32. 44. TREATMENT: <ul><li>Observation </li></ul><ul><li>Medical treatment of infections </li></ul><ul><li>Surgical treatment </li></ul><ul><ul><li>significant hydroureteronephrosis </li></ul></ul><ul><ul><li>indicated if impossible to keep urine sterile and reflux persists </li></ul></ul><ul><ul><li>acute pyelonephritis occurs </li></ul></ul><ul><ul><li>evidence of increasing renal damage </li></ul></ul>
  33. 45. ON PRESENTATION, HOW DO WE MANAGE? <ul><li>Antenatal diagnosis of HN </li></ul><ul><li>Enlarged palpable kidneys on PE </li></ul><ul><li>Incidental finding on UTS done for other anomalies. </li></ul>
  34. 46. <ul><li>Management would depend on the clinical condition of the patient and the suspected nature of the lesion. </li></ul><ul><li>More common to have a unilateral HN that is not associated with systemic or pulmonary complications. </li></ul><ul><ul><li>Postnatal UTS confirmation at about 1 month of life, depending on severity. </li></ul></ul><ul><li>Bilateral HN </li></ul><ul><ul><li>urgent work-up especially when accompanied by oligohydramnios and pulmonary disease </li></ul></ul><ul><ul><li>if male infant, postnatal VCUG and UTS </li></ul></ul>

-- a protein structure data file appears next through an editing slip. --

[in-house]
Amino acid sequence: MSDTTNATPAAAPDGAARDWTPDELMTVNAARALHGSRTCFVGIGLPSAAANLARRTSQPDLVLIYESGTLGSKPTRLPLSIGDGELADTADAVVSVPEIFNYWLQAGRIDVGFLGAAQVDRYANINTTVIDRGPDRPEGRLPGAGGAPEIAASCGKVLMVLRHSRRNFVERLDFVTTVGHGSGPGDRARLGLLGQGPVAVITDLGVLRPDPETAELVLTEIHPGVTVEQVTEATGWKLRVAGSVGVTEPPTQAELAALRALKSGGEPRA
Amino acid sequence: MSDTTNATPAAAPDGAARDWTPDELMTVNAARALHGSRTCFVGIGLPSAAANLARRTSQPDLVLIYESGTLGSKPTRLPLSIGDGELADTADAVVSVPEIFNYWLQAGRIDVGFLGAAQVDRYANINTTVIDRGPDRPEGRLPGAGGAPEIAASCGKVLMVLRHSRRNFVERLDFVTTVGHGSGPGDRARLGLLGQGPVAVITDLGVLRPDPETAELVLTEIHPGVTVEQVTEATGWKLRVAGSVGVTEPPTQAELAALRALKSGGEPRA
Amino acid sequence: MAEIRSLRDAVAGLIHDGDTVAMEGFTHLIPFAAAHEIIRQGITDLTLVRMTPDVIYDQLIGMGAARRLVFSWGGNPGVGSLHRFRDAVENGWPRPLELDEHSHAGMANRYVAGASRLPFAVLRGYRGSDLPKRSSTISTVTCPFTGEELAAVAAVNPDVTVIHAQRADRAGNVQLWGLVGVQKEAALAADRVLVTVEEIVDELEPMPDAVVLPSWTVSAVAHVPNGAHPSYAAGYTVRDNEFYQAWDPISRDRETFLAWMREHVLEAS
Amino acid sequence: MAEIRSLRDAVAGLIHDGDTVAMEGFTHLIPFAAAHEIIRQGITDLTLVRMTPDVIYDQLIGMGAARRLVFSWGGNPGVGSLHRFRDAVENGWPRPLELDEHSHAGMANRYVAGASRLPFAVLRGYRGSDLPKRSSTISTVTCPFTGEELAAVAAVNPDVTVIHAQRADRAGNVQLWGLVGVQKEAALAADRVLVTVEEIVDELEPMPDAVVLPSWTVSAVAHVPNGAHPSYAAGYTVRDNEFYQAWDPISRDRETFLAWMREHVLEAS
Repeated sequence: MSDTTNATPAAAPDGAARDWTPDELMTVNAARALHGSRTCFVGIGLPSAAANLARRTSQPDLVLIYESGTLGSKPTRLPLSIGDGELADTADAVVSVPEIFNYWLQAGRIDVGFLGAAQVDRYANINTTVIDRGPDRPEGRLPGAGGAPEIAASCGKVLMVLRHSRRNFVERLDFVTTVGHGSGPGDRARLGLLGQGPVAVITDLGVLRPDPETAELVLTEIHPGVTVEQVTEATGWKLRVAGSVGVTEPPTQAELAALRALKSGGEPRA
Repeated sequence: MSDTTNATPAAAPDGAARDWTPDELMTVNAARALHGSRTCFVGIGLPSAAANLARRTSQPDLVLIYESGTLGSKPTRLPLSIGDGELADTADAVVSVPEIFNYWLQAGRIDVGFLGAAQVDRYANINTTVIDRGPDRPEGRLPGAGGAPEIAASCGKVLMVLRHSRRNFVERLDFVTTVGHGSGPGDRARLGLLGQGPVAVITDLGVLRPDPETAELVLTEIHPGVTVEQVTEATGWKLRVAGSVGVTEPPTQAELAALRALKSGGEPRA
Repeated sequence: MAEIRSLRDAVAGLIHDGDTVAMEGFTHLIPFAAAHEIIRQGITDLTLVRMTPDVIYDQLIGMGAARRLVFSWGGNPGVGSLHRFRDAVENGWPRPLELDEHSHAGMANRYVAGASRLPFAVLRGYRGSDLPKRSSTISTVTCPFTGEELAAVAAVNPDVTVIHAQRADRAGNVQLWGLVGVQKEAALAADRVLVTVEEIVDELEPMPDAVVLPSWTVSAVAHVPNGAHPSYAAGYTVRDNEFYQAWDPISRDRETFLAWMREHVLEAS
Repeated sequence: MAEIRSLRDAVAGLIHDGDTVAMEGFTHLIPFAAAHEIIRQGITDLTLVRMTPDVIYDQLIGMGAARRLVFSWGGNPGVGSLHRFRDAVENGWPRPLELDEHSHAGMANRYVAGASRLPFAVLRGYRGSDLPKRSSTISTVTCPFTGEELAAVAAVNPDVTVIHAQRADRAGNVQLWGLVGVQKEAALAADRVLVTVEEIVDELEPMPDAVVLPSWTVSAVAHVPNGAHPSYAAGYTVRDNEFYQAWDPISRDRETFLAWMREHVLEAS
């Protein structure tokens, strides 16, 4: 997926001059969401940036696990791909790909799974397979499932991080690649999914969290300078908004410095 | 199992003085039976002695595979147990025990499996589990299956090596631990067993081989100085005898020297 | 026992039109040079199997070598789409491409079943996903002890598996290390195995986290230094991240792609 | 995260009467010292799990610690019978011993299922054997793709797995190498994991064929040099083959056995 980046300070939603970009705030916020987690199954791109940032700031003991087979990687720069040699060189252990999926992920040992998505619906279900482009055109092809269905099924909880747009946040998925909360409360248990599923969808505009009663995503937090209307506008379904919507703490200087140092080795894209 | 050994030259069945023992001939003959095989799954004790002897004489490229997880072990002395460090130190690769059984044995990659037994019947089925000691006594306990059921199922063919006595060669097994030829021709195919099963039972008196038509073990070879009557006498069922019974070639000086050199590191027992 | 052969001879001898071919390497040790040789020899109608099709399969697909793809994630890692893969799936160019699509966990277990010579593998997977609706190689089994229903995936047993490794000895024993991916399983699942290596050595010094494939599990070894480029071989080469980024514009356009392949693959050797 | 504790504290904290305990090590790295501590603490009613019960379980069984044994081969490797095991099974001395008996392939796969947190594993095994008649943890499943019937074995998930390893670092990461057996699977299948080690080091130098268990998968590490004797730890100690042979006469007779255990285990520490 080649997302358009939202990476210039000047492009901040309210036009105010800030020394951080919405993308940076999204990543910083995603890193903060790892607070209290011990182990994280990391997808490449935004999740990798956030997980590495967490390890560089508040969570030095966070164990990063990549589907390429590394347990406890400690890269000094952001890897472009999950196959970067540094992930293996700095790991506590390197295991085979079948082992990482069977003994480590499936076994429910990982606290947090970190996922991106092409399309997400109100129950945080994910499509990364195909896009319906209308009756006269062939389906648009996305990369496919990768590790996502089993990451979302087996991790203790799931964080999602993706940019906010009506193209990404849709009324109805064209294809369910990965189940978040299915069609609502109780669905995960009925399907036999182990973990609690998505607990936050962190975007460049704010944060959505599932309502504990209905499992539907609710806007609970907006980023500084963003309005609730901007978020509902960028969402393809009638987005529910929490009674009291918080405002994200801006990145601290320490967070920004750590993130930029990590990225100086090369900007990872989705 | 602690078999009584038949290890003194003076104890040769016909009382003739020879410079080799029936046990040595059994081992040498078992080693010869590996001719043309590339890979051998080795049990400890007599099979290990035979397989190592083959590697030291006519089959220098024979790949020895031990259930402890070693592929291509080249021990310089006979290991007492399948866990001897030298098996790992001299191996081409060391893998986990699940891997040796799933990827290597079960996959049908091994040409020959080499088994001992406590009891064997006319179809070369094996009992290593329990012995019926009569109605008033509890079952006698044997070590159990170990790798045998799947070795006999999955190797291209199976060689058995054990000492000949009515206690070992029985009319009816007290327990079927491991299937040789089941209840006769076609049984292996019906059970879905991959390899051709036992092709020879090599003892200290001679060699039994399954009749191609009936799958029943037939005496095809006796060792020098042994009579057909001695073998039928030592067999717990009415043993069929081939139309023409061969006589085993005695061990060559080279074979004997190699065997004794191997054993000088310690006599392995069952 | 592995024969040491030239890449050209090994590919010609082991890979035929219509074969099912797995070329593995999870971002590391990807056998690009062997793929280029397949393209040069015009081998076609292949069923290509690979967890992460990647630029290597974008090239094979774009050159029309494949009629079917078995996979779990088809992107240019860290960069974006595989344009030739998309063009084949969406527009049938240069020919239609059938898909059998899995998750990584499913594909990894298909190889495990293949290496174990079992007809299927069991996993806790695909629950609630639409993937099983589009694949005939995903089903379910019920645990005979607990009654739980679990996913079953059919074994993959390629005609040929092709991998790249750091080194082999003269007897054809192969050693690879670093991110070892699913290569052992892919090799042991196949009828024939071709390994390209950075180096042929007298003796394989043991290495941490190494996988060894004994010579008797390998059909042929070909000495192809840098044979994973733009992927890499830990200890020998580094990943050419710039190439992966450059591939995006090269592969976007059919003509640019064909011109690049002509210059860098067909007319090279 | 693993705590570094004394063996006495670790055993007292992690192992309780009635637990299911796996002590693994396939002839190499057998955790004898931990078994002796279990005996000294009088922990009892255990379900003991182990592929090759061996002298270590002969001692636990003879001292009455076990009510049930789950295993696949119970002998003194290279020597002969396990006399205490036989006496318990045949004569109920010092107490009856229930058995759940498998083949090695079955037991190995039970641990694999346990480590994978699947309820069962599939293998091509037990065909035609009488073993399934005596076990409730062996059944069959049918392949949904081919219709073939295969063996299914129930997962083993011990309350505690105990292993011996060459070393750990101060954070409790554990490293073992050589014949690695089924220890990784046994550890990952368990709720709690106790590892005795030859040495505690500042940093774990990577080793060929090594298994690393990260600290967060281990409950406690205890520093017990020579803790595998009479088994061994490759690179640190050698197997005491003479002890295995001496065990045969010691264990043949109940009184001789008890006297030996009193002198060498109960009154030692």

35. 47. <ul><li>Prophylactic antibiotics (Amoxicillin 20mg/kg PO daily) before VCUG is performed, as hydronephrosis may be due to reflux. </li></ul><ul><li>DMSA scan to evaluate renal function. </li></ul><ul><li>Definitely: </li></ul><ul><ul><li>Check presence and regularity of voiding. </li></ul></ul><ul><ul><li>Mild HN: UA, BMP </li></ul></ul><ul><ul><li>Moderate: UA, BMP, VCUG </li></ul></ul><ul><ul><li>Refer to specialist </li></ul></ul>
  36. 48. REFERENCES: <ul><li>Tanagho and McAninch. Smith’s General Urology.16th ed: 2004, McGraw-Hill Companies, USA. </li></ul><ul><li>Zitelli and Davis. Atlas of Pediatric Physical Diagnosis. 4th ed:2002, Mosby, Inc., USA. </li></ul><ul><li>Resnick and Novick. Urology Secrets. 3rd ed:2003, Hanley and Belfus, Inc., USA. </li></ul><ul><li>Edmondson, J.D. Antenatal Hydronephrosis . Mar 2004, Emedicine article. </li></ul><ul><li>Wiener, J.S. Ureteropelvic Junction Obstruction, Congenital . Aug 2004, Emedicine article. </li></ul><ul><li>Maniam, P. Hydronephrosis and Hydroureter . Aug 2004, Emedicine article. </li></ul><ul><li>Div of Urology, Children’s Hosp, Boston, MA. Neonatal Hydronephrosis . Digital Urology Journal. Internet download. </li></ul>
  37. 49. REFERENCES: <ul><li>McCarthy, K. Vesicoureteral Reflux . Mar 2004, Emedicine article. </li></ul><ul><li>Behrman, et al. Nelson Textbook of Pediatrics. 17th ed: Saunders Co., USA. </li></ul><ul><li>Lloyd-Davies, et al. Color Atlas of Urology. 2nd ed:Mosby-Year Book Europe Limited, London, England. </li></ul><ul><li>Gillenwater, et al. Adult and Pediatric Urology. 4th ed, Vol. I: 2002, Lippincott Williams and Wilkins, USA. </li></ul><ul><li>Cloherty, et al. Manual of Neonatal Care. 5th ed: 2004, Lippincott Williams and Wilkins, USA. </li></ul><ul><li>Gonzales and Bauer. Pediatric Urology Practice. 1999: Lippincott Williams and Wilkins, USA. </li></ul>
  38. 50. THANK YOU! AND HAPPY THANKSGIVING!

×